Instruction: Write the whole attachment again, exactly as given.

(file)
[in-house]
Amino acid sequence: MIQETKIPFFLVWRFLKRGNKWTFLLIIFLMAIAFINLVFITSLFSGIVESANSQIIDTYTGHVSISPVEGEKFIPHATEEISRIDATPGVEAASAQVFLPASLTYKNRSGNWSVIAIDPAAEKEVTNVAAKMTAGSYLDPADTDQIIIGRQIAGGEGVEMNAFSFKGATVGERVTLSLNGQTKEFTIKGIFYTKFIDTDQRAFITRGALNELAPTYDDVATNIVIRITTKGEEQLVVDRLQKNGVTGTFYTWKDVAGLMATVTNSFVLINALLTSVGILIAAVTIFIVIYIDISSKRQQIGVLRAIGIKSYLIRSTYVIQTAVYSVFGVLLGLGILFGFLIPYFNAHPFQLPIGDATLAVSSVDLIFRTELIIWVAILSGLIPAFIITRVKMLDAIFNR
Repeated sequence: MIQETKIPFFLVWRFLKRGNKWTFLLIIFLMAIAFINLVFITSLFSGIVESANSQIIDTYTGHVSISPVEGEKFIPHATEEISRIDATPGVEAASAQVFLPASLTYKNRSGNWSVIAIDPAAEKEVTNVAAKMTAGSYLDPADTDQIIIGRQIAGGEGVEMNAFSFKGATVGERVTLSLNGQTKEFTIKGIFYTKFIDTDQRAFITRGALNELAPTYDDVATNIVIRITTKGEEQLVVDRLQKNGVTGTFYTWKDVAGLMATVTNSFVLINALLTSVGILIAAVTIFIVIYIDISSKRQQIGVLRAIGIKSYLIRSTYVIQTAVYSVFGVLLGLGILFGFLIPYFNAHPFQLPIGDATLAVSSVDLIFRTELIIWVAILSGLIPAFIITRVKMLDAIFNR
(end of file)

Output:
[in-house]
Amino acid sequence: MIQETKIPFFLVWRFLKRGNKWTFLLIIFLMAIAFINLVFITSLFSGIVESANSQIIDTYTGHVSISPVEGEKFIPHATEEISRIDATPGVEAASAQVFLPASLTYKNRSGNWSVIAIDPAAEKEVTNVAAKMTAGSYLDPADTDQIIIGRQIAGGEGVEMNAFSFKGATVGERVTLSLNGQTKEFTIKGIFYTKFIDTDQRAFITRGALNELAPTYDDVATNIVIRITTKGEEQLVVDRLQKNGVTGTFYTWKDVAGLMATVTNSFVLINALLTSVGILIAAVTIFIVIYIDISSKRQQIGVLRAIGIKSYLIRSTYVIQTAVYSVFGVLLGLGILFGFLIPYFNAHPFQLPIGDATLAVSSVDLIFRTELIIWVAILSGLIPAFIITRVKMLDAIFNR
Repeated sequence: MIQETKIPFFLVWRFLKRGNKWTFLLIIFLMAIAFINLVFITSLFSGIVESANSQIIDTYTGHVSISPVEGEKFIPHATEEISRIDATPGVEAASAQVFLPASLTYKNRSGNWSVIAIDPAAEKEVTNVAAKMTAGSYLDPADTDQIIIGRQIAGGEGVEMNAFSFKGATVGERVTLSLNGQTKEFTIKGIFYTKFIDTDQRAFITRGALNELAPTYDDVATNIVIRITTKGEEQLVVDRLQKNGVTGTFYTWKDVAGLMATVTNSFVLINALLTSVGILIAAVTIFIVIYIDISSKRQQIGVLRAIGIKSYLIRSTYVIQTAVYSVFGVLLGLGILFGFLIPYFNAHPFQLPIGDATLAVSSVDLIFRTELIIWVAILSGLIPAFIITRVKMLDAIFNR